A study published in Spine examined how the characteristics of patients affect spinal fusion outcomes, according to a report published in U.S. News & World Report.
The study examined 737 patients who underwent spinal fusion from 2012 to 2018. There were 58 surgeons who performed fusions across 17 hospitals for the study. Researchers found:
1. More than half, around 59 percent, of patients said their physical function improved by 12 months after surgery, while 42.5 percent said they still had minimal disability.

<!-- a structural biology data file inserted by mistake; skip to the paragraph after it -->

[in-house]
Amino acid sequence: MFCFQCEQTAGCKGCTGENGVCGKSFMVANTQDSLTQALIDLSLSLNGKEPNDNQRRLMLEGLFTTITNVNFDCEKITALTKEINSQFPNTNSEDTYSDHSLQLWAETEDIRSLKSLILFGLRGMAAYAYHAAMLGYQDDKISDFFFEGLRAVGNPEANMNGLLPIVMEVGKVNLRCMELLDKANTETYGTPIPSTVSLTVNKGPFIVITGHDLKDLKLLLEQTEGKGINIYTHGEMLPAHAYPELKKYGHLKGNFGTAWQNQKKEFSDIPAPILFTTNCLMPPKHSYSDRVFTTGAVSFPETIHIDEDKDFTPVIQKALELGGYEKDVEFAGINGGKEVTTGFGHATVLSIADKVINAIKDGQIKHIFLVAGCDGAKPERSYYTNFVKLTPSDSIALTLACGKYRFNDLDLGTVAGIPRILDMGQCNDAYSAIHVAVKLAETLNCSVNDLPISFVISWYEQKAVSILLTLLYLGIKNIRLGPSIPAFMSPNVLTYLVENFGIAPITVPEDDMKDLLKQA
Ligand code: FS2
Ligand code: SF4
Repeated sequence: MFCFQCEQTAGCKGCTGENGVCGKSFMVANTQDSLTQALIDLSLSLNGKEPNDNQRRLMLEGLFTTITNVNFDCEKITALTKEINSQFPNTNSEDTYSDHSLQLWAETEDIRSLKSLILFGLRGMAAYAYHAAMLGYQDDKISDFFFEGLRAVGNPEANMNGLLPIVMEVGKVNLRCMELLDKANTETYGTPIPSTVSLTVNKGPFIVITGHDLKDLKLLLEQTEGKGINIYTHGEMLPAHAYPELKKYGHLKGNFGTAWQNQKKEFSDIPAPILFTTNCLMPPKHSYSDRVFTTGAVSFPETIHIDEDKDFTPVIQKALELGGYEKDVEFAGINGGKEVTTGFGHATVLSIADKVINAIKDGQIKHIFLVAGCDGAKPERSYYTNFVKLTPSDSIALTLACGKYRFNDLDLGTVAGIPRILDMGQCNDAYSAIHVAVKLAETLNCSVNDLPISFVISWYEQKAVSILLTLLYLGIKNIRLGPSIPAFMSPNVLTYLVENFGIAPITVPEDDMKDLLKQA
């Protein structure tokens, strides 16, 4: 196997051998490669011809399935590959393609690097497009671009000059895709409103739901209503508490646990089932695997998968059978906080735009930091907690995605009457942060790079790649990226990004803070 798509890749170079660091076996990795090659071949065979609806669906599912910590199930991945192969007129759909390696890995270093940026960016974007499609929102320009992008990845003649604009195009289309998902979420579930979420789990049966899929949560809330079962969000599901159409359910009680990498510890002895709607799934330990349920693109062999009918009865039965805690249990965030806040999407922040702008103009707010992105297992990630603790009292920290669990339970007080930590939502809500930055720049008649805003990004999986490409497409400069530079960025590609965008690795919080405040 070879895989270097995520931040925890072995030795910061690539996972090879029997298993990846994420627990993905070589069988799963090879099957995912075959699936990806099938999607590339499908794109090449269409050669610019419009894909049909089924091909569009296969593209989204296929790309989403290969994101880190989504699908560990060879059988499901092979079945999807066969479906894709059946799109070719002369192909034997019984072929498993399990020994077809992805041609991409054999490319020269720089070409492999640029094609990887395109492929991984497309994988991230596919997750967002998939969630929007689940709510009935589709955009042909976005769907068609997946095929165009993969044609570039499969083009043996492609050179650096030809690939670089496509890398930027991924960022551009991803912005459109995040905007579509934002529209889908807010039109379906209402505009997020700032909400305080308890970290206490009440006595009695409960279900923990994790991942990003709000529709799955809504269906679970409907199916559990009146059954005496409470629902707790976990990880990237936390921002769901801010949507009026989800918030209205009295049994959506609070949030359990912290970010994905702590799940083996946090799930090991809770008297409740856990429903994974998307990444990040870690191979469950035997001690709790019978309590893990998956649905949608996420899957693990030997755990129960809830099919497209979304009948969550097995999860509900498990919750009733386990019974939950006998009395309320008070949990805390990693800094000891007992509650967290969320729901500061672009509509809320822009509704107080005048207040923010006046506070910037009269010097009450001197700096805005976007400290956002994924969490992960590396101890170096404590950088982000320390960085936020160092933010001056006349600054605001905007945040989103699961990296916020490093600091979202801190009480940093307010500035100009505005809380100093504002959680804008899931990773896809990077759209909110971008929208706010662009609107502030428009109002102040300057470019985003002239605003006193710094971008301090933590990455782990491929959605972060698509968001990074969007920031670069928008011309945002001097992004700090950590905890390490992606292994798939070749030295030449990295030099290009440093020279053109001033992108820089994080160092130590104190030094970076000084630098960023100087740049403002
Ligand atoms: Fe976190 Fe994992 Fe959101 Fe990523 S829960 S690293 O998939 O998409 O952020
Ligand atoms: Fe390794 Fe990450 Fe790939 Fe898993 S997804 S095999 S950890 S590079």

2. Depending on the hospital, as high as 79 percent or as low as 44 percent of patients reported functional improvement. There was a bigger gulf in percentage of patients who reported functional improvements when considering the reports by surgeons: 33 percent to 84 percent.
3. The differences between hospitals and surgeons narrowed when the researchers adjusted for factors such as age, smoking, insurance coverage and type of spinal disease.
4. The study authors concluded that differences in outcomes could be driven by patient characteristics instead of surgeon skill.